Here's How to Find The Right Business Partner
Nov 7, 2022
Michael Isaac
4 minute(s) Read
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Many of today's iconic companies were founded by pairs. And investors prefer to invest in teams. But it is also well known that many high-potential startups fail because the co-founders can't get along.


Often, the most successful teams are made up of people who have worked together in the past. But imagine if you have an exceptionally brilliant idea and want to start a business. To whom do you readily turn? Choosing the right partner is not rocket science, as there are a number of good examples to follow because many successful business partnerships share similar key characteristics.


We have outlined key points to look out for in finding the perfect business partner.


Trust

There is a trust continuum. A partnership may fail due to mistrust, which is extremely difficult to overcome. True trust develops gradually. You are therefore on the right track if you feel your trust level growing.


Values

The standards for what is desirable, undesirable, good, and bad are typically shared by successful partners. These principles direct their decisions, judgments, and actions. Your values shape both your personal and professional identities, which means that they are often highly emotional. Partners are more likely to make consistent decisions and stay together when their values are in line (for example, when they share a sense of commitment to family, prosperity, ambition, work ethic, or political persuasion).


Vision

A company's vision reveals its aspirations for the future. When partners have divergent visions, it is easier for them to become demoralised, overburdened, and disconnected. For a shared vision to be made and work, four things must be done: the initial vision must be made; the vision must then be It must be turned into a set of actions, explained and sold to others, and kept going even when things don't go as planned.


Skills and Traits

Different (complementary) skills and traits are required for successful partnerships. The division of their labour (and power) can be more clearly defined the more diverse the partners' skill sets are. Major skillsets needed in every business include: Entrepreneur-the creative visionary; Manager-the administrator who brings planning, order, and predictability; and Technician-the craftsperson. These skills are needed to be shared by partners going into business.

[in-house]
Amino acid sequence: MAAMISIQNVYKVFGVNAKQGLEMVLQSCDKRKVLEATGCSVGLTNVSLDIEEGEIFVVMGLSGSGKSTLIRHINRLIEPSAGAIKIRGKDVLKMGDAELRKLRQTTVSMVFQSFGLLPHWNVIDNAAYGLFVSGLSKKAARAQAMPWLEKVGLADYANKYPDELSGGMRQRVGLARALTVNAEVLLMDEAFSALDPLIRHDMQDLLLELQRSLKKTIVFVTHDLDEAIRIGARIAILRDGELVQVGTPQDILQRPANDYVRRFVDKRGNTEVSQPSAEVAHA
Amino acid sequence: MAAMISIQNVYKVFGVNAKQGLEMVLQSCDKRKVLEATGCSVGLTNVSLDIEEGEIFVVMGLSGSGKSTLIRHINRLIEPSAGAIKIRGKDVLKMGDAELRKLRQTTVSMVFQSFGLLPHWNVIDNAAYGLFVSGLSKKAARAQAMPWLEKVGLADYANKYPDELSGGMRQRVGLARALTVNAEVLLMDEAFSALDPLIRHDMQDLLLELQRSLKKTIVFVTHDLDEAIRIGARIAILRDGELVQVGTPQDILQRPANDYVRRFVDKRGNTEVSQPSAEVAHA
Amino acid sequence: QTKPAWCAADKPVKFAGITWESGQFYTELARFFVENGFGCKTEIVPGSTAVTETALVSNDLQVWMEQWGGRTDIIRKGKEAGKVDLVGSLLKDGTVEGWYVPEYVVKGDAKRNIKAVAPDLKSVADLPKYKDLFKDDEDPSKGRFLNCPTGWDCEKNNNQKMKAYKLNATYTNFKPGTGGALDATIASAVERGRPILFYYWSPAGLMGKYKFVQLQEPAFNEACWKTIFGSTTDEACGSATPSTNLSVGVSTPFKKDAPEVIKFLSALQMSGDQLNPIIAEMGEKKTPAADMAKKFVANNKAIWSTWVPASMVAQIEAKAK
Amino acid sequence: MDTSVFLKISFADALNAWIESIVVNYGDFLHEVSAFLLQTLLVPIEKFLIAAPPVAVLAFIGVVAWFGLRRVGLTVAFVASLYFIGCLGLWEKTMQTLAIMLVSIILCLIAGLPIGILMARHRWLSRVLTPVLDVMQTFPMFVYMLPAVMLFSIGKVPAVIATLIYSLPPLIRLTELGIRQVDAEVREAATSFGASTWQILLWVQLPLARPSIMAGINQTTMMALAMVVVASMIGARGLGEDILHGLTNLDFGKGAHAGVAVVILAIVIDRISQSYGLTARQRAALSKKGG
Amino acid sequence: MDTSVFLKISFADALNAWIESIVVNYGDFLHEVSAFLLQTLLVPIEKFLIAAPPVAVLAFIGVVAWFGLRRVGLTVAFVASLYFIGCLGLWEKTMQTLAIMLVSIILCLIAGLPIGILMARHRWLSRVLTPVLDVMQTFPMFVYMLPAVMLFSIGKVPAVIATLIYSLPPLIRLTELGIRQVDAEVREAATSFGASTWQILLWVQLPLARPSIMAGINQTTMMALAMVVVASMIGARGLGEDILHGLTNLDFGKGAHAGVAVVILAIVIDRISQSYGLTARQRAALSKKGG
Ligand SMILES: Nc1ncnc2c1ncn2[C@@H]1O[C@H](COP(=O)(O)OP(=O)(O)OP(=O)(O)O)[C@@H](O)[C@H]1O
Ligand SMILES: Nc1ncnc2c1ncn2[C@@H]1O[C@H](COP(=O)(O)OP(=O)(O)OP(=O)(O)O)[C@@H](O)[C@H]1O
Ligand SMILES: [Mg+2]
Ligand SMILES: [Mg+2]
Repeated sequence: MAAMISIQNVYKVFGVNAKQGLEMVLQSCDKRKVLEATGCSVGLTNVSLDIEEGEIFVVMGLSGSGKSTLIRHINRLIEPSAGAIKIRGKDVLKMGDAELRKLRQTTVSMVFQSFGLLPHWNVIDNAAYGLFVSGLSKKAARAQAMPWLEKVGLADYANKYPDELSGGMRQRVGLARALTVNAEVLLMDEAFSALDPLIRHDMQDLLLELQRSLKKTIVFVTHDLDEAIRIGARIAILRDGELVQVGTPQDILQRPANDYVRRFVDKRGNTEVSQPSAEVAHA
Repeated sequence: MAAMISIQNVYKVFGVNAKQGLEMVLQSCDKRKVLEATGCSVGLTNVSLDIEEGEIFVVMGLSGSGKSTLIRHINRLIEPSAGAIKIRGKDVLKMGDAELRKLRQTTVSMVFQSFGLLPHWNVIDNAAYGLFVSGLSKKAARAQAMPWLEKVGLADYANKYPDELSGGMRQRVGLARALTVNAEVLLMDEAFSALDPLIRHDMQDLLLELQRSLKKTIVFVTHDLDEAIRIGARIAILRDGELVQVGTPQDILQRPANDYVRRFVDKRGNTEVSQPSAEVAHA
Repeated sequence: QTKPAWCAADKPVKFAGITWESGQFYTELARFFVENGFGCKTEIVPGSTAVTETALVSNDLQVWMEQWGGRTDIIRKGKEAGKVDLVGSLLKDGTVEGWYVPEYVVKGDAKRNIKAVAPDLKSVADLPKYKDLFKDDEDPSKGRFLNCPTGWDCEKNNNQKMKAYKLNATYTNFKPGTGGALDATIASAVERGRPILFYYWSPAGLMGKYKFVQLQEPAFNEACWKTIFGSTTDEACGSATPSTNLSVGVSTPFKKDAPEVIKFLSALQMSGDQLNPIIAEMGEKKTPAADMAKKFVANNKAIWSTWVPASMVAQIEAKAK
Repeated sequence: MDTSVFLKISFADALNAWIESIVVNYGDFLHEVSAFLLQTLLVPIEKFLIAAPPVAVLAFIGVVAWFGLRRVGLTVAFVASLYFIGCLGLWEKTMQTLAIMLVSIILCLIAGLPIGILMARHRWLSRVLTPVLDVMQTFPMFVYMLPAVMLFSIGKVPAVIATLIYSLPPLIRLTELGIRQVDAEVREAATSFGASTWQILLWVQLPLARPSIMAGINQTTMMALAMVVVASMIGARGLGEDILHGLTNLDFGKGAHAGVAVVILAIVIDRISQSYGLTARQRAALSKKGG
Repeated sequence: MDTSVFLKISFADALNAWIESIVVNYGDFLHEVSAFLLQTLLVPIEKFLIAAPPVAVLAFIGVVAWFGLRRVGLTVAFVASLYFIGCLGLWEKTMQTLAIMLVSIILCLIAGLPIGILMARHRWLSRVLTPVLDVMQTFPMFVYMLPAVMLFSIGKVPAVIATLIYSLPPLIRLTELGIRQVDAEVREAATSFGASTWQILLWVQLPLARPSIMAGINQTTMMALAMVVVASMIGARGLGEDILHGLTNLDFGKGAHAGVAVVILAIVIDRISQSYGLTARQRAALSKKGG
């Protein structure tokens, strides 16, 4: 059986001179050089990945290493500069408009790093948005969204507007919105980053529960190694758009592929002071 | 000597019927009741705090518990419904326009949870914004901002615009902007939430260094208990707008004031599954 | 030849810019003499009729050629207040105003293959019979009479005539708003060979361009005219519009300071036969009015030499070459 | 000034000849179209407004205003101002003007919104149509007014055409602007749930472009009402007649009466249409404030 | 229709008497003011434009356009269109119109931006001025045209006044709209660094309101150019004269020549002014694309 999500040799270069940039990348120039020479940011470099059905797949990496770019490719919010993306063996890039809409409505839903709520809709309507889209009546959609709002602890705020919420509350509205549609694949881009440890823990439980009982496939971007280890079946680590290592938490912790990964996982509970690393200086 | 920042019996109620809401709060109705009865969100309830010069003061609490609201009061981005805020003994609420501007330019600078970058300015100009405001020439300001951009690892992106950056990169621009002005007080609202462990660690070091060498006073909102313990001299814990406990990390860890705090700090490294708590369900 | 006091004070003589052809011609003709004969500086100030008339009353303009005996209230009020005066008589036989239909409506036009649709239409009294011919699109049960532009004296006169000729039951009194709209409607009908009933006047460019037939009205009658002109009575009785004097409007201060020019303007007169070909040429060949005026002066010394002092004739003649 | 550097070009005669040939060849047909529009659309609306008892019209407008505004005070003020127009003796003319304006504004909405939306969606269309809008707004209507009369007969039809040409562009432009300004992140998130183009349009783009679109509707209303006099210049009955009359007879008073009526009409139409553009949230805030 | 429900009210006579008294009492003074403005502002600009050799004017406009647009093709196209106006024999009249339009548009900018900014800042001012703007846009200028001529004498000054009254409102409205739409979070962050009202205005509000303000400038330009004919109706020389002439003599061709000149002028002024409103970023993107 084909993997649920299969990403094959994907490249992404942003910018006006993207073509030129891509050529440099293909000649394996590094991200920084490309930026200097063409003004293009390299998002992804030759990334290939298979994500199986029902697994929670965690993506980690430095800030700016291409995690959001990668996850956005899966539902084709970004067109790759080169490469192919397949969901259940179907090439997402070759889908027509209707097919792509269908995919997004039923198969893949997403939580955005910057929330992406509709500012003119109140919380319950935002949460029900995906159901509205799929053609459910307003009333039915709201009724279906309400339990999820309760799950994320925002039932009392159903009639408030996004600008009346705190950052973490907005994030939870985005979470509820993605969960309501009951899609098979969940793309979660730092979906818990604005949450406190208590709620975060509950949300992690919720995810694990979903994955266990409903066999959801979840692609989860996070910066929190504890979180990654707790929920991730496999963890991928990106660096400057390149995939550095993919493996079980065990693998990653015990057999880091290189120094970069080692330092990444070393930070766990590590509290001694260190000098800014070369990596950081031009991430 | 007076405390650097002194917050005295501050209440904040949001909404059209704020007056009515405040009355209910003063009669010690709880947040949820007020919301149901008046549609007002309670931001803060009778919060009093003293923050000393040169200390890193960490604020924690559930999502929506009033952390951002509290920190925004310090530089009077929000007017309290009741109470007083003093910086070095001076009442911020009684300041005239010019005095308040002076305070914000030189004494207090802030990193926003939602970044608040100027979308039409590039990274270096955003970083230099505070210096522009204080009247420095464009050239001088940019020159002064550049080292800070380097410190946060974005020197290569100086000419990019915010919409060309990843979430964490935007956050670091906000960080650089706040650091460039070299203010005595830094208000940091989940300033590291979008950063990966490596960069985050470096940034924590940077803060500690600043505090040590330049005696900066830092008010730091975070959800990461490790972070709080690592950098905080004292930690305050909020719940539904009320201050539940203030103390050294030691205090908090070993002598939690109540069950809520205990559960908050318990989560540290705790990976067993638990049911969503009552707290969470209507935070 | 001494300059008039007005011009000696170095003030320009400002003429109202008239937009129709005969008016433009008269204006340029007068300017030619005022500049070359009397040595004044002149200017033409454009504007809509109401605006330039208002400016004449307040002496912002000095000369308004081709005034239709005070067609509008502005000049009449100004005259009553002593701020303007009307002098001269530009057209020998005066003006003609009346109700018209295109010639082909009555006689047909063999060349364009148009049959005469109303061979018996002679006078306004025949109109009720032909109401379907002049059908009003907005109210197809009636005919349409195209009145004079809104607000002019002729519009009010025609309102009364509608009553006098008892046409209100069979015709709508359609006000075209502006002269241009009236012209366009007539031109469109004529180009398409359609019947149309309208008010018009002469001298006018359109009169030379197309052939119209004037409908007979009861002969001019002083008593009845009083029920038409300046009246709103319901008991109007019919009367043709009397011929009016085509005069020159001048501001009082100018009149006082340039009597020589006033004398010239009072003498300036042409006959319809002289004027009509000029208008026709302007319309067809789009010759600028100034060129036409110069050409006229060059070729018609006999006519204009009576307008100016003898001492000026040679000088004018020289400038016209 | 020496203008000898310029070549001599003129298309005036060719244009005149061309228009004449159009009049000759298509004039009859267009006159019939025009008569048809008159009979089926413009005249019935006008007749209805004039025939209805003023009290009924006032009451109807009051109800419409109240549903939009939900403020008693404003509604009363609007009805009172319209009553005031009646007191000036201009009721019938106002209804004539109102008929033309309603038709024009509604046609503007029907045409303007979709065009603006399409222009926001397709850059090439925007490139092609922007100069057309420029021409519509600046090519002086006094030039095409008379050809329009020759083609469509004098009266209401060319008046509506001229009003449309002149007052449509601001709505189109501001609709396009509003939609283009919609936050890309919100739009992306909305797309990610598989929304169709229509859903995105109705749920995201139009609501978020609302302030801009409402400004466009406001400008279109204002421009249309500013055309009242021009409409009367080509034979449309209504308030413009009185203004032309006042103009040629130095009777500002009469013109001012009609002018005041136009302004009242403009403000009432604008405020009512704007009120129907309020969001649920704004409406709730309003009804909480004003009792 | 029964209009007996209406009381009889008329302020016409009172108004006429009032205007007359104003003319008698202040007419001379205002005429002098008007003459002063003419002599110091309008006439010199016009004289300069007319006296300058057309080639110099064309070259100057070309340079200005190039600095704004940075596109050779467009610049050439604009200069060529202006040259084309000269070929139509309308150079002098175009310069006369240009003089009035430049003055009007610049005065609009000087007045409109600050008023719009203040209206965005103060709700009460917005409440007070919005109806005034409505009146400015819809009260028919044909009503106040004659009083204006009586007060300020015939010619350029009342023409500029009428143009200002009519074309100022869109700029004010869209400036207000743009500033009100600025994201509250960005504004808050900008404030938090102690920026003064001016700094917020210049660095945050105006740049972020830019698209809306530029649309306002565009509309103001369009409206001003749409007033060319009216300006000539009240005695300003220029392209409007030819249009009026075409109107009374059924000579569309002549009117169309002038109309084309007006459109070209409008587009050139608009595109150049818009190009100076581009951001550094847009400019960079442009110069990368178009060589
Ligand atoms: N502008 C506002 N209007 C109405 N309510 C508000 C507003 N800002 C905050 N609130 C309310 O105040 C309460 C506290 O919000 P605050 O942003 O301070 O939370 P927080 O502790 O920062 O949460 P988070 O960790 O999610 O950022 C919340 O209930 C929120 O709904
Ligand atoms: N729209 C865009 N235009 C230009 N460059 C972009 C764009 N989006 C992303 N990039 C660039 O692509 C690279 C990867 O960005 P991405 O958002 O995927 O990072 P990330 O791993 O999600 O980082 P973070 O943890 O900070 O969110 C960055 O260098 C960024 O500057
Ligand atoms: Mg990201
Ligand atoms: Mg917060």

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Commitment

Each partner in a successful partnership feels that their rewards are either equal to or greater than their contributions. This sense of fairness can be maintained among people who don't know each other very well by keeping track of the benefits they trade. However, in long-term and more committed relationships, keeping track may appear unhealthy. Instead, each partner should have that sense of equity, knowing that some days s/he is giving and some days getting. They must have a sense of commitment regardless of the bad days in the journey.


Conflict Management Skills

When people are close to each other, competing and avoiding are not good ways to deal with conflict. (Use those strategies only when no on-going relationship exists.) Instead, successful partners will use proactive and strategic ways to deal with their differences, such as accommodation, compromise, and working together.


Endgame Ideas

It’s often said that a graceful exit is proof of a successful venture. If partners don't have a plan for how to leave the business, they may have to make important decisions when they aren't thinking straight. An exit strategy is a shared sense of when and how an alliance will end. A written exit strategy should be included in every business plan. Even though planning for the future is an important part of running a business, it is also one of the most overlooked. An exit is easy to avoid when the issue is not pressing, and raising it might sour the deal or suggest a lack of trust. An exit plan should answer four questions: what events might trigger an end to the partnership; how will the business be valued at the end; which options for future ownership are acceptable; and what post-alliance ties and restrictions, such as non-compete clauses, need to be included.


Having the right partners allows you to create results that would otherwise be unattainable. If you use these eight tips to choose your next business partner, you'll have a better chance of making a partnership that is stronger than the sum of its parts.

Nov 7, 2022
Michael Isaac
4 minute(s) Read
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Co-Founders
Starting a Business
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